View Full Version : Cichlids in a community tank..

02-01-2009, 06:57 AM
Which cichlids can I put in my community tank? It's a 72 gal. I just set it up and am open to ideas. I will be having Cory cats, Loaches and a clown pleco for the "bottom". I still giving thought (reading) on what else to add..



02-01-2009, 07:15 AM
Hunt up my Mellow Cichlid and Dwarf Cichlid posts. Several fish in those lists that are very suitable for your 72 with the fish you have planned.


02-01-2009, 01:52 PM
Thanks Dave, I'll do that....


02-02-2009, 07:29 PM
Depending on species the clown pleco may be more of a driftwood attachment than a bottom dweller, make sure you get a positive ID to determine dietary requirements.
As for cichlids, aside from the cory cats most of the small to mid-size SA or CA species should be alright. Will you be wanting a spawning pair, or simply a few mixed males for variety? In general single males defending a territory mainly target members of their own species, and to a somewhat lesser degree other cichlids. Non-cichlids tend to be ignored unless they're in direct competition for space/territory.
A breeding pair is another matter, particularly when guarding eggs/fry, and cory cats may not be a good idea depending on the cichlid species.
Loaches can usually fend for themselves IME, the switchblade spines under their eyes are an effective defense against most other fish. Keep in mind that they are social fish and need to be kept in groups of their own species, same w/cory cats (assuming you care about the fish.)

02-02-2009, 10:18 PM

Thanks for the tips..... I bought (2) Krebensis, a male & a female, (2) Clown Loaches today, they are all doing good. The Kreb's like the large driftwwood in the center of the tank, I think that will be theirs... I think I'm going to hold off on the pleco until the tank is better established..
I do want to add more Cory's ( about three) and a few more Loaches, I can "mix" Loaches, right? I would like a group of (6), three sets of two. I do care about the fish, that is why I am worried about them all "getting alone" and I don't want to overcrowd the tank. I am also providing plenty of plants and caves for them.....


02-02-2009, 10:25 PM
you can have different types of loaches in the tank, but mixing different species to make a group won't work. The clown loaches will like ot be with other clown loaches and wont really school with say yo yo loaches.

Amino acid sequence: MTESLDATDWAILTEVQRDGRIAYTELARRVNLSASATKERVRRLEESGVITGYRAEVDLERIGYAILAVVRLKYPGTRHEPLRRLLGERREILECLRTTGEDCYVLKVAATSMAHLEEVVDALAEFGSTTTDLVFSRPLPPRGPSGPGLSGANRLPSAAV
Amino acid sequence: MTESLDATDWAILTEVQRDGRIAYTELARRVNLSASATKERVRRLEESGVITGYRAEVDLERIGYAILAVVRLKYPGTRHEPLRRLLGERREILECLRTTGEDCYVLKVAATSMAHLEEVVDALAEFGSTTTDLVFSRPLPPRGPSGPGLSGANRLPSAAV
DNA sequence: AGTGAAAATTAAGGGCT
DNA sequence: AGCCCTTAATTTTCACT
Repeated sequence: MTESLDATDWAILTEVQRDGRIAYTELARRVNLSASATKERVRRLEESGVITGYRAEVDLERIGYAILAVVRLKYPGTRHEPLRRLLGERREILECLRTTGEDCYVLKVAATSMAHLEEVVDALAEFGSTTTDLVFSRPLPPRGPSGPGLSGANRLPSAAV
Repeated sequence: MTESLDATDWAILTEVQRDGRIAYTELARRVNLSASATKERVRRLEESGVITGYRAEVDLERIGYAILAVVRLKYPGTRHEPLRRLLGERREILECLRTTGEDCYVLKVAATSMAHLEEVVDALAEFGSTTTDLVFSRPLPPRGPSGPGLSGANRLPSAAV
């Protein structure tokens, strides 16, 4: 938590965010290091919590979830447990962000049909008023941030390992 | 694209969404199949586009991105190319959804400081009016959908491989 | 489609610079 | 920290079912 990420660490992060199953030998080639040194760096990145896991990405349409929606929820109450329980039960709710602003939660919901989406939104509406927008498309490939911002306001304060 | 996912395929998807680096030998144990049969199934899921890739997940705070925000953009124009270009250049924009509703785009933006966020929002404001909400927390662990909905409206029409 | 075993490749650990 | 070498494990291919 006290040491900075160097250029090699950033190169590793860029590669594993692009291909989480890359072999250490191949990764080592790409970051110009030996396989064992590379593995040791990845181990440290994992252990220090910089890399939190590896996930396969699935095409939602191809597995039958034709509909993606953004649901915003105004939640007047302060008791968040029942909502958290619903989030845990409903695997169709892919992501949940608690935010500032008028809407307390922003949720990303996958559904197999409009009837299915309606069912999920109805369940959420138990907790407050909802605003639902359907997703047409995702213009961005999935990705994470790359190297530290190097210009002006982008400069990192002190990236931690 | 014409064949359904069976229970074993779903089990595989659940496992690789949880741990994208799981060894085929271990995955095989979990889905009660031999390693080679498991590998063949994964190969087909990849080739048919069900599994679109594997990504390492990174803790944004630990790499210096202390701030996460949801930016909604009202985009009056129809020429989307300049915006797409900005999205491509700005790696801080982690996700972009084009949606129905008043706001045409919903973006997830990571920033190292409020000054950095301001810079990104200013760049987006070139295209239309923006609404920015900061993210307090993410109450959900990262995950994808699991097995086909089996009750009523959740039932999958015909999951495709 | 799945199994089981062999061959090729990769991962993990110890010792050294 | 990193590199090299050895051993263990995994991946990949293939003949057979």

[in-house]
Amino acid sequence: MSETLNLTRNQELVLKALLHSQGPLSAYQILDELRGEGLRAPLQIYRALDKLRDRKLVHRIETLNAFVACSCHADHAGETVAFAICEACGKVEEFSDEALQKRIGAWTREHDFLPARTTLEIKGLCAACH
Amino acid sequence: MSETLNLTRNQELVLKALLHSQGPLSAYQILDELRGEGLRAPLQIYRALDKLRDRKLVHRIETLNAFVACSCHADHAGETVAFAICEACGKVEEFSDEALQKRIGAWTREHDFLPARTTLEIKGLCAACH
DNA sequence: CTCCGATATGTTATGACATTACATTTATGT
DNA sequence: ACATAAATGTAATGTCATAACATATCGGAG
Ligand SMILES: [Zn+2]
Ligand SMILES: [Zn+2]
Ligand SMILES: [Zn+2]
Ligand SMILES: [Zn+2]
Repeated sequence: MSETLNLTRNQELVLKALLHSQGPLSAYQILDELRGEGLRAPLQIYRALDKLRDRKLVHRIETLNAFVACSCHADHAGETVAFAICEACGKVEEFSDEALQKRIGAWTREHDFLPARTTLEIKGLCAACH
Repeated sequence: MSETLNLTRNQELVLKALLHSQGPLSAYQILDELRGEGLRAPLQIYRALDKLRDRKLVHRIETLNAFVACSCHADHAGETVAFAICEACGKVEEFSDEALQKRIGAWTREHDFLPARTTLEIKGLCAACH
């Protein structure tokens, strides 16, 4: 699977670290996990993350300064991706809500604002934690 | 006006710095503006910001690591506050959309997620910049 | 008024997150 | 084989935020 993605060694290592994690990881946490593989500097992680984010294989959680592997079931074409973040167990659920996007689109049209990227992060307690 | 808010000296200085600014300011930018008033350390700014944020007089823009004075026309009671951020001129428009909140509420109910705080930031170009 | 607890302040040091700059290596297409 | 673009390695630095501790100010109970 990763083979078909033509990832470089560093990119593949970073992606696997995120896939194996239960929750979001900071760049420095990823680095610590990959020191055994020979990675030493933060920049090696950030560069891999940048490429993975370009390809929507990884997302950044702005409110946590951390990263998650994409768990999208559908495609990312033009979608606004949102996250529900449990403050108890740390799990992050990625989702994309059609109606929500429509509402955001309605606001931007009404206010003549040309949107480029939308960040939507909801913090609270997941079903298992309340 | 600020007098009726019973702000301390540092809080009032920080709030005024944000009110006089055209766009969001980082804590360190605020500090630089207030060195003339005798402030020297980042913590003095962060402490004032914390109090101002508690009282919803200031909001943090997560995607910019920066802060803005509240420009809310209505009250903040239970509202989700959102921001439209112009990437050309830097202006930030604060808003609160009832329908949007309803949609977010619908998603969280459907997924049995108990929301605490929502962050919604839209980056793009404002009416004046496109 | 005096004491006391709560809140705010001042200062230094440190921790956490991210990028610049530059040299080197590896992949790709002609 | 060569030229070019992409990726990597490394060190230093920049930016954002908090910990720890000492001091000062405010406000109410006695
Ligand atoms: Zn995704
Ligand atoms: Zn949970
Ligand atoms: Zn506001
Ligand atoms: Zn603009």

02-02-2009, 11:52 PM
I've always found eartheaters to be a good community cichlid. And there are many different kinds of them. Some small, some larger, but mostly all docile fish.

02-03-2009, 01:18 AM

Thanks, then what I'll do is have (3 or 4) Clown Loaches and (3 or 4 ) other Loaches, we really like Loaches.....


I'll hunt aroud for Eartheaters this weekend, do you know how they act with Krebensis?



02-03-2009, 02:46 AM
Clown loaches are like goldfish; they will grow to over 12" (although much more slowly) given proper care. Unless you have a very large tank or plan to get rid of them when they get larger (and much less attractive, the color doesn't remain as bright) it's better to stick with smaller species. Yoyo's are much more common, but if you look around (and are willing to pay shipping if your lfs can't or won't help) there are plenty of attractive species available. I have a group of 5 Burmese border loaches that my wife really likes now, and unlike clown loaches they will look better when they mature (around 4-5".)
Sid's are the dwarf species, and have a reputation for being nasty little buggers. The red-tails are another somewhat aggressive sort, they make good tankmates for larger (than krib's) cichlid species. Any social species needs to be kept in groups, not singles or pairs, so that the fish on the bottom of the pecking order doesn't get ALL the abuse, usually resulting in slow death.

02-03-2009, 03:45 AM

I'll be looking for those Loaches this weekend, and thanks for all the other advice/pointers. I didn't know about the "groups", I'll change my plan for the tank from pairs to groups..

Thanks again,


02-03-2009, 01:43 PM
Check out loaches.com for more info than you'll likely ever want or need. Generally speaking, the easiest way to go is to see which species are available and then research the specifics. One of the frustrating things about the hobby is seeing a fish that you really like, finding that it would work well for you, but it isn't available (or the price is outrageous...)